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Serious Heat Extraction!!

Serious Heat Extraction!!

Serious Heat Extraction!!

I have a 400kW heat source (H2/O2 flame) and I need to remove the heat from it.  The flame is about 5metres below roof level.  I estimate that if I have a flow of 1 cubic metre/sec of ambient air then I will need to extract air at a temperature of around 400 degC.  To me there seem to be three ways of extracting the heat:
1)  Install a chiney adequately sized to give an updraught of 1 m3/s.  I have no idea how big this would need to be.
2)  Install a "small" diameter trunking with a bifurcated fan and achieve the air flow with a high extractionvelocity
3)  Install a "large" diameter trunking with a bifurcated fan and achieve the air flow with a low extraction velocity

My primary concern is to have a fan that survives and also to minimise the running costs.  Obviously the chimney will be cheapest if it can work.

RE: Serious Heat Extraction!!

Can you afford to use inside air, or will you need to bring in outside air to help vent this?

= = = = = = = = = = = = = = = = = = = =
Corrosion never sleeps, but it can be managed.

RE: Serious Heat Extraction!!

The facility is actually in Singapore so using ambient air (constantly around 25-30degC) is no problem.  The operation runs with all the windows and doors open anyway!

RE: Serious Heat Extraction!!

Describe the process

1m3/sec for a 400kW load seems small

how big is the process area (where the flame is)

Is it a naked flame?

I would try to build a hood over the process and maintain a face velocity over it to capture the heat. The exhaust temp would still be high, but possibly not as high as 400C.

You can also draw fumes and mix room air into the extract system to dilute the fumes and cool them down.

400C is not particularly difficult to handle. Go to Woods Fans or NuAire Ltd. (Uk companies)

Friar Tuck of Sherwood

RE: Serious Heat Extraction!!


You could spray water into it.

About 350 l/min at modest pressure will cool it quickly.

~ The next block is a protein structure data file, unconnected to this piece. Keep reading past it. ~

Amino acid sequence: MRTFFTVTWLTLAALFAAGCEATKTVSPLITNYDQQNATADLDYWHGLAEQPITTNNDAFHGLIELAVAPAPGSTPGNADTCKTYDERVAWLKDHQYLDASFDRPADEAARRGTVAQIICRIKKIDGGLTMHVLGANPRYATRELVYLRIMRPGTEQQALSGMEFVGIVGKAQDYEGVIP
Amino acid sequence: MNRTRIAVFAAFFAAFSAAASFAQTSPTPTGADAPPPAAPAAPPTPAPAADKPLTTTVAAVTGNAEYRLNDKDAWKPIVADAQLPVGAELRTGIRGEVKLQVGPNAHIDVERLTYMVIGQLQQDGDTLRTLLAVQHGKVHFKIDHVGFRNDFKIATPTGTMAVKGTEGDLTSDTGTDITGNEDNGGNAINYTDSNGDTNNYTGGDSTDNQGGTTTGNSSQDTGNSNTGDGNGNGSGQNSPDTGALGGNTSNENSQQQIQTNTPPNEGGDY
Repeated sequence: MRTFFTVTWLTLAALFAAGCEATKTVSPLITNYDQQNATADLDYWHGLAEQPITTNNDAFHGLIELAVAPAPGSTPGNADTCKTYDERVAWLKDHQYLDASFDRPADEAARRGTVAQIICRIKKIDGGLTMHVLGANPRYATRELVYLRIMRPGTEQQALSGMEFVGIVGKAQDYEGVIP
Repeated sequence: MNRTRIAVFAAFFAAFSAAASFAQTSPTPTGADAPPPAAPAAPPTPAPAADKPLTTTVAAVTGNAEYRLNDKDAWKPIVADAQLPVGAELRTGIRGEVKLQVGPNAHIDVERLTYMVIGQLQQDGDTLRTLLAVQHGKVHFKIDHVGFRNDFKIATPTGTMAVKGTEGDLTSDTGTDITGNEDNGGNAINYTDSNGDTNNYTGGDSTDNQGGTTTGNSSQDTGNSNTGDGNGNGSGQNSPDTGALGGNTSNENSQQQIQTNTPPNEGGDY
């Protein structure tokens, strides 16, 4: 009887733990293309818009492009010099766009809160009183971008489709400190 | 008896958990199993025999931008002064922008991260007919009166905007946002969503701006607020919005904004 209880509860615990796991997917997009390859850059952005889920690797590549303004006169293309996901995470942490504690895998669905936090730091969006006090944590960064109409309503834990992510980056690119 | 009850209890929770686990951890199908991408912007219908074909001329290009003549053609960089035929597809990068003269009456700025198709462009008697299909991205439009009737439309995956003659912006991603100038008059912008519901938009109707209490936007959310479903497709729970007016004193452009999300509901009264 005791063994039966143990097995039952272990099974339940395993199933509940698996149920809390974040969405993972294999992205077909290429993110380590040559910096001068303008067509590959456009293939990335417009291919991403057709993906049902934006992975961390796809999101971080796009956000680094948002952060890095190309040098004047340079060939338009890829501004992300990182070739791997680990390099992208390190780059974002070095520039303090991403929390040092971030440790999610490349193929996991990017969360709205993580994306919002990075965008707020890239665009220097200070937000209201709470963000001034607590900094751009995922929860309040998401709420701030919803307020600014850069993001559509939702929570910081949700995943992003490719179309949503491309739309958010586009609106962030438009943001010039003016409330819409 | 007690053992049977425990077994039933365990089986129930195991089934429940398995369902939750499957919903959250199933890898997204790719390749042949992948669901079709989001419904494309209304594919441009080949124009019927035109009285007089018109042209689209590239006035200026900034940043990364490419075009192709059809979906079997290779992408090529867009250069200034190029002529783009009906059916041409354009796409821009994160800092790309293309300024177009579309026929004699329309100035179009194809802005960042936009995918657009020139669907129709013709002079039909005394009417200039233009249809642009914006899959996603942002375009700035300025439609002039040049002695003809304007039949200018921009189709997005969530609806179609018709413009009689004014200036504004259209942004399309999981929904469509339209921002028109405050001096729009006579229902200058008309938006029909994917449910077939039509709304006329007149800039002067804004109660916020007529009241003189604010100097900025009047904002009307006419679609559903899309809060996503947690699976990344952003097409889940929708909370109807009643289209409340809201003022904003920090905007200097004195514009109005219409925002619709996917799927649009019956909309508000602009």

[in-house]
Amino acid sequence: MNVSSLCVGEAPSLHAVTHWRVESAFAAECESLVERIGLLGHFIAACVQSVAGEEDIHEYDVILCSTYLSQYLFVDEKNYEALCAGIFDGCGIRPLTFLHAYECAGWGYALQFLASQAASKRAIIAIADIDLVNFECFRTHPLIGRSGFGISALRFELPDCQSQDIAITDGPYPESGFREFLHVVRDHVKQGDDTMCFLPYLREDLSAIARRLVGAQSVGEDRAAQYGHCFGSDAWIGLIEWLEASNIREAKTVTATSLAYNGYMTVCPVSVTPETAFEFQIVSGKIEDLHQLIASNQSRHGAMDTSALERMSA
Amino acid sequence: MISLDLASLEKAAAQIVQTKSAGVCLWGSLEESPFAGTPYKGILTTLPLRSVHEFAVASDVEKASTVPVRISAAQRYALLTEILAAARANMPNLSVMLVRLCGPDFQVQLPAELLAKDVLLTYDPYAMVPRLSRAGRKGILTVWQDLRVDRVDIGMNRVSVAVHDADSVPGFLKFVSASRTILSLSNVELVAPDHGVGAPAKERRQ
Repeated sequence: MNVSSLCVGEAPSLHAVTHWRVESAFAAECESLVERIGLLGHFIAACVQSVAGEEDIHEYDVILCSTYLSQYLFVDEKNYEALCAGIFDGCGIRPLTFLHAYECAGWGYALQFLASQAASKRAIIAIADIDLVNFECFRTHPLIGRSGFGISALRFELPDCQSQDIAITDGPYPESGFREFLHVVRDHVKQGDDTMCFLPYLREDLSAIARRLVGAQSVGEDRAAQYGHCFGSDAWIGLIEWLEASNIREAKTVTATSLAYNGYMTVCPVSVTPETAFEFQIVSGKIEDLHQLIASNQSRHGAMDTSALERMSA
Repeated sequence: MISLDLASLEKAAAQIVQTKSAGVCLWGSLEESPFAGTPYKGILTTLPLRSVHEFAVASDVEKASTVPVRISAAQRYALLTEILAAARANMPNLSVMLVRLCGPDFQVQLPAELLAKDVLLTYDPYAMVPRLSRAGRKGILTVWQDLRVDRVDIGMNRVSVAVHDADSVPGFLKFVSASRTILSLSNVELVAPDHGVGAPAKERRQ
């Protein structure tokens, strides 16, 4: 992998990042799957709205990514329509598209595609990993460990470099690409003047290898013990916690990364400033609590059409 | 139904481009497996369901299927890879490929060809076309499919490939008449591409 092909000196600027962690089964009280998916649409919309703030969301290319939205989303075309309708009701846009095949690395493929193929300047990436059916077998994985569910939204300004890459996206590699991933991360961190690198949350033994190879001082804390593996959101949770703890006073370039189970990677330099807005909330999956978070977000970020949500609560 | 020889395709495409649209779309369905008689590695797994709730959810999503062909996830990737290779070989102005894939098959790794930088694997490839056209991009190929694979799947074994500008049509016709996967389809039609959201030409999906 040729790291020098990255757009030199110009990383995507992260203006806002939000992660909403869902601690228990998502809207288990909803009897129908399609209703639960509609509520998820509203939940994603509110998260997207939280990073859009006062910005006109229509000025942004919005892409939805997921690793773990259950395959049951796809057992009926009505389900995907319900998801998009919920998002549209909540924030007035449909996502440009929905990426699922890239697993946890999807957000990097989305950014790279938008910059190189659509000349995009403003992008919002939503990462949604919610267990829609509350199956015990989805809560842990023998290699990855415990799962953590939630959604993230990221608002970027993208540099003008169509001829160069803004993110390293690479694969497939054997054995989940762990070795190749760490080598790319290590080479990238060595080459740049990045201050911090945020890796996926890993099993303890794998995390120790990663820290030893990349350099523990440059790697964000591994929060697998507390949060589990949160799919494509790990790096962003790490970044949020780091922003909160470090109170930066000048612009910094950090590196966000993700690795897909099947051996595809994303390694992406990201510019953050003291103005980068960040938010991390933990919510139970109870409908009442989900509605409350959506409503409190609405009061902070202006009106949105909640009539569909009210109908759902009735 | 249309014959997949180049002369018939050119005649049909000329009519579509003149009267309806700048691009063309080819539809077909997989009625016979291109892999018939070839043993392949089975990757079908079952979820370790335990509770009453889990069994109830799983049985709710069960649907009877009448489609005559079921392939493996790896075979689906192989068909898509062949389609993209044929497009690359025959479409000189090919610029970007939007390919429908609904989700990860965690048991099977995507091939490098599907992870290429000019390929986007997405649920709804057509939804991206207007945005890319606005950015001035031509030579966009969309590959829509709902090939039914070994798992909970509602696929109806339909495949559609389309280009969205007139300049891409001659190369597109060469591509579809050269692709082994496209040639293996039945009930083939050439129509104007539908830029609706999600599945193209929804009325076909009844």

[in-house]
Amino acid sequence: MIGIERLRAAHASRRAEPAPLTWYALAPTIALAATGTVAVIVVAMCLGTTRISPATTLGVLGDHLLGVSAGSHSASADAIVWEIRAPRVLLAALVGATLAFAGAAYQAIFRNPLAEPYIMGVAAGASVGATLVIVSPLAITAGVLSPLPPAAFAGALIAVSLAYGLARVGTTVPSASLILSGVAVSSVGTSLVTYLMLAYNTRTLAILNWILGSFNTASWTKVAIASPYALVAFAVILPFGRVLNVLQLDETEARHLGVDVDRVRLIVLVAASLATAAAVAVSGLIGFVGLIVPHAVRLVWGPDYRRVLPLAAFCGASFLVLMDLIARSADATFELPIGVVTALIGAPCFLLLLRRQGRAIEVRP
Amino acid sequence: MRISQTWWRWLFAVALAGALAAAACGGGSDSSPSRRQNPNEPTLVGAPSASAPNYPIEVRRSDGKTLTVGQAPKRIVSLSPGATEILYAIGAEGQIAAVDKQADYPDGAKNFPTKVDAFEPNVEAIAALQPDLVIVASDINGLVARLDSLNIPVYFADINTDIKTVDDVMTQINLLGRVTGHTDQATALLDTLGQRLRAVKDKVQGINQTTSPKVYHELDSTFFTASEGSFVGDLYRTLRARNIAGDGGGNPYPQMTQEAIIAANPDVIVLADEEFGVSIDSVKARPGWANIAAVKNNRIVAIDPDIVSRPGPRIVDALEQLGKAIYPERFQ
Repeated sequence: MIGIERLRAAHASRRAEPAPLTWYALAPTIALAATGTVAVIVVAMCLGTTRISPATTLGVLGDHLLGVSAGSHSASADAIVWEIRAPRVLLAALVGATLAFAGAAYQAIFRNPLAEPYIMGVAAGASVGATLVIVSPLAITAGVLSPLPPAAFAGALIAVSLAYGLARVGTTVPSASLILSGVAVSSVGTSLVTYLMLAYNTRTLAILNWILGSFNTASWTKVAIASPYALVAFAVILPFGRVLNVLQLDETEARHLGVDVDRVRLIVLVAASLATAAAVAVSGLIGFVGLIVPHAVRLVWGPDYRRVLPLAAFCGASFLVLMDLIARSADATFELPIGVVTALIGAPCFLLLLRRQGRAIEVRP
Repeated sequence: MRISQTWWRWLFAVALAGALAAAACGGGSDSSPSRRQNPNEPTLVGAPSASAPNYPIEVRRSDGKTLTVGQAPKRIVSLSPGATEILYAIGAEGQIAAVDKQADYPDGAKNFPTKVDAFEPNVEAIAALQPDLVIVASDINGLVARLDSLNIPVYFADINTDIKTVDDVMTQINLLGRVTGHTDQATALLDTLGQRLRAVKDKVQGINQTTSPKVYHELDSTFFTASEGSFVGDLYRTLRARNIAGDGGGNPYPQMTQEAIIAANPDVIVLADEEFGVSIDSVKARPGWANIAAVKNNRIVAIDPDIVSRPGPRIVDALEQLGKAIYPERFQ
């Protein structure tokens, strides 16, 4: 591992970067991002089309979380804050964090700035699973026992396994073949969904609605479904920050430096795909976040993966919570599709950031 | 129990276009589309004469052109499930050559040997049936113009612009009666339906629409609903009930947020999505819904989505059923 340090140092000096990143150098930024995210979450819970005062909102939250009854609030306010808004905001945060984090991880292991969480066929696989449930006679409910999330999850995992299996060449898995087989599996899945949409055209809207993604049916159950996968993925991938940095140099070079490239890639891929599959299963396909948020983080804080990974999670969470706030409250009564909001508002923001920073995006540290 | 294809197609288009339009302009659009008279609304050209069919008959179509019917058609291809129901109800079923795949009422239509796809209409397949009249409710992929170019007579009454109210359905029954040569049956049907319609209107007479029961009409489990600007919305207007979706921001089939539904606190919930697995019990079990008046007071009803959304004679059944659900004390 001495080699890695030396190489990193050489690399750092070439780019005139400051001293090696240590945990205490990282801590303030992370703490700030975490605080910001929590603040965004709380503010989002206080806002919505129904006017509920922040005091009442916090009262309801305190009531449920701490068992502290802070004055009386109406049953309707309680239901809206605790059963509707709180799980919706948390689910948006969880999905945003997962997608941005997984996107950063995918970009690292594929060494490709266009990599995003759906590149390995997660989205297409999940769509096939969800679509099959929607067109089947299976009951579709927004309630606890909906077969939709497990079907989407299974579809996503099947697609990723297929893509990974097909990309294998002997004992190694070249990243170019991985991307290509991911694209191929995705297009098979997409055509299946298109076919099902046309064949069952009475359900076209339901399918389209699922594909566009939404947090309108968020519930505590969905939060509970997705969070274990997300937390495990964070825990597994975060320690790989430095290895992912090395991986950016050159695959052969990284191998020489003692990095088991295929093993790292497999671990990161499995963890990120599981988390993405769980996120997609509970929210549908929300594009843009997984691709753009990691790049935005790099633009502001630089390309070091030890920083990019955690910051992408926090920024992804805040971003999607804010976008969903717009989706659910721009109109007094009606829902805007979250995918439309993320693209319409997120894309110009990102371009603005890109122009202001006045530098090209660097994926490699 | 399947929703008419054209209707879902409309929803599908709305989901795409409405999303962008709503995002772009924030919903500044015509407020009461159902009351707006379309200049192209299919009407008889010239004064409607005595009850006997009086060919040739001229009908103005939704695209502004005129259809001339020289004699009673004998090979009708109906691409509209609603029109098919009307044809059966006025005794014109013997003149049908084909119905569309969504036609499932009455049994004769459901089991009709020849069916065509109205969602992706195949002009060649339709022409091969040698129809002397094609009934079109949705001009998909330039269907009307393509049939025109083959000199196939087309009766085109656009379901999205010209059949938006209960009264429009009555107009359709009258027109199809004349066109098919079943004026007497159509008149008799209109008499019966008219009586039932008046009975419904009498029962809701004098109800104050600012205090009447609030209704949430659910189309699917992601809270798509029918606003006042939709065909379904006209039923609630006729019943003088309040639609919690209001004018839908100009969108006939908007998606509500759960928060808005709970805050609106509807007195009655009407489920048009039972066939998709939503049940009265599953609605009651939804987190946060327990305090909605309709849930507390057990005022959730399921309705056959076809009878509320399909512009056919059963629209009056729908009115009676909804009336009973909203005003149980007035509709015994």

Much smaller water flows can be effective, if you can get the water where it needs to be and increase its surface area.

Mike Halloran
NOT speaking for
DeAngelo Marine Exhaust Inc.
Ft. Lauderdale, FL, USA

RE: Serious Heat Extraction!!

Hi MikeHalloran

It's interesting that you should mention using water spray.

I used to work for a fan company that made fire rated fans. The intersting thing was that they made fans rated at 300C, 400C and 800C. The 800C fan had a spray washer in it (a simple sprinkler head unit). It worked really well.

Friar Tuck of Sherwood

RE: Serious Heat Extraction!!

I admit I didn't just conjure it up out of the blue; it's what I do for a living these days.  We make parts for 'wet' exhaust systems, where seawater that's been used to cool boat engines is injected into the exhaust stream to cool it.

Mike Halloran
NOT speaking for
DeAngelo Marine Exhaust Inc.
Ft. Lauderdale, FL, USA

RE: Serious Heat Extraction!!

Typically, a slower and larger blower wheel will give you the best efficiency and least noise. Same goes for larger ductwork.

Spend the extra money and use large ductwork and a large diameter blower wheel. You will save money in the long run.

However, I would go for the smaller wheel and duct if what I am doing is using the waste heat to run a waste heat boiler for process steam or to run a small steam turbine.

RE: Serious Heat Extraction!!

If the plant does not operate under a negative condition because of process exhaust, an open flame will create enough draft to exhaust through a duct or flue.  ACGIH's manual 'Industrial Ventilation' will provide you with the methods to design a hood to contain the fumes and heat from the flame.

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